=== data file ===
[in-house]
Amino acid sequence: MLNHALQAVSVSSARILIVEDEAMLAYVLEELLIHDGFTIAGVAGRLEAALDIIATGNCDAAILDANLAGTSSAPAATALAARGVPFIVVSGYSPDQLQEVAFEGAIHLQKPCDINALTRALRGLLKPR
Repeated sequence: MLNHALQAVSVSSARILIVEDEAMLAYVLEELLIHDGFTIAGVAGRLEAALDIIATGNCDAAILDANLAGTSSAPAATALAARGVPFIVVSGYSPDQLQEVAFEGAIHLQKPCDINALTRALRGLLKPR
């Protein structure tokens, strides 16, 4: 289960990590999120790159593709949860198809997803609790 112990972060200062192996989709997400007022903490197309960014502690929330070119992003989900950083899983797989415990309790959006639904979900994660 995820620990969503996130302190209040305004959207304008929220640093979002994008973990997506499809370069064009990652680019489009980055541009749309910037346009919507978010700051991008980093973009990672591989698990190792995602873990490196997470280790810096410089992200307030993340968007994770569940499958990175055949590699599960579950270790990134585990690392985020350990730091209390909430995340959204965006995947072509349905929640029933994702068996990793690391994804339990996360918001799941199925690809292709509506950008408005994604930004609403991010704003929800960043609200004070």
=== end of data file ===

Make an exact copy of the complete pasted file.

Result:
[in-house]
Amino acid sequence: MLNHALQAVSVSSARILIVEDEAMLAYVLEELLIHDGFTIAGVAGRLEAALDIIATGNCDAAILDANLAGTSSAPAATALAARGVPFIVVSGYSPDQLQEVAFEGAIHLQKPCDINALTRALRGLLKPR
Repeated sequence: MLNHALQAVSVSSARILIVEDEAMLAYVLEELLIHDGFTIAGVAGRLEAALDIIATGNCDAAILDANLAGTSSAPAATALAARGVPFIVVSGYSPDQLQEVAFEGAIHLQKPCDINALTRALRGLLKPR
């Protein structure tokens, strides 16, 4: 289960990590999120790159593709949860198809997803609790 112990972060200062192996989709997400007022903490197309960014502690929330070119992003989900950083899983797989415990309790959006639904979900994660 995820620990969503996130302190209040305004959207304008929220640093979002994008973990997506499809370069064009990652680019489009980055541009749309910037346009919507978010700051991008980093973009990672591989698990190792995602873990490196997470280790810096410089992200307030993340968007994770569940499958990175055949590699599960579950270790990134585990690392985020350990730091209390909430995340959204965006995947072509349905929640029933994702068996990793690391994804339990996360918001799941199925690809292709509506950008408005994604930004609403991010704003929800960043609200004070």